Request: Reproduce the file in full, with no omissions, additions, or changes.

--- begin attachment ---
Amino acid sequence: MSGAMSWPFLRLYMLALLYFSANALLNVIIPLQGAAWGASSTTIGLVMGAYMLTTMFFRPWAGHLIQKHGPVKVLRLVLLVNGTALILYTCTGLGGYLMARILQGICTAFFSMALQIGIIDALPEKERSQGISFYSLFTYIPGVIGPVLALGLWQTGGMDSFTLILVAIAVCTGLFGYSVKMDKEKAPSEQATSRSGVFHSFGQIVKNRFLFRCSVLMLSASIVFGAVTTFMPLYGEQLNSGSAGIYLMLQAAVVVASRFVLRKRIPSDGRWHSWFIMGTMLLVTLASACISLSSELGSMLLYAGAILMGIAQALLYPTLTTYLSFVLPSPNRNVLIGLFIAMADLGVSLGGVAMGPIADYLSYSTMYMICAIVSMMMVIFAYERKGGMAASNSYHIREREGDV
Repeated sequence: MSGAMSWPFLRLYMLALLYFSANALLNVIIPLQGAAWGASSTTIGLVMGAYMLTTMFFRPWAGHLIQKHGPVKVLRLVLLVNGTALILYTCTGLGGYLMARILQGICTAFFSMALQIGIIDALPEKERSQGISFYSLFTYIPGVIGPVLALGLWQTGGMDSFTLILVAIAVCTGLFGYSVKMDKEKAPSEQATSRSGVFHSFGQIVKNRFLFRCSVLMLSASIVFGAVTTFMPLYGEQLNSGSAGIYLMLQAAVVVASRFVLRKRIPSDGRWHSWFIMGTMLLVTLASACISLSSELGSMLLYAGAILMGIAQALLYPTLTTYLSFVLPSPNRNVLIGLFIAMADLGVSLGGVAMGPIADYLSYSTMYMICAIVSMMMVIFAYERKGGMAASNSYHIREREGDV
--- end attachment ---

Amino acid sequence: MSGAMSWPFLRLYMLALLYFSANALLNVIIPLQGAAWGASSTTIGLVMGAYMLTTMFFRPWAGHLIQKHGPVKVLRLVLLVNGTALILYTCTGLGGYLMARILQGICTAFFSMALQIGIIDALPEKERSQGISFYSLFTYIPGVIGPVLALGLWQTGGMDSFTLILVAIAVCTGLFGYSVKMDKEKAPSEQATSRSGVFHSFGQIVKNRFLFRCSVLMLSASIVFGAVTTFMPLYGEQLNSGSAGIYLMLQAAVVVASRFVLRKRIPSDGRWHSWFIMGTMLLVTLASACISLSSELGSMLLYAGAILMGIAQALLYPTLTTYLSFVLPSPNRNVLIGLFIAMADLGVSLGGVAMGPIADYLSYSTMYMICAIVSMMMVIFAYERKGGMAASNSYHIREREGDV
Repeated sequence: MSGAMSWPFLRLYMLALLYFSANALLNVIIPLQGAAWGASSTTIGLVMGAYMLTTMFFRPWAGHLIQKHGPVKVLRLVLLVNGTALILYTCTGLGGYLMARILQGICTAFFSMALQIGIIDALPEKERSQGISFYSLFTYIPGVIGPVLALGLWQTGGMDSFTLILVAIAVCTGLFGYSVKMDKEKAPSEQATSRSGVFHSFGQIVKNRFLFRCSVLMLSASIVFGAVTTFMPLYGEQLNSGSAGIYLMLQAAVVVASRFVLRKRIPSDGRWHSWFIMGTMLLVTLASACISLSSELGSMLLYAGAILMGIAQALLYPTLTTYLSFVLPSPNRNVLIGLFIAMADLGVSLGGVAMGPIADYLSYSTMYMICAIVSMMMVIFAYERKGGMAASNSYHIREREGDV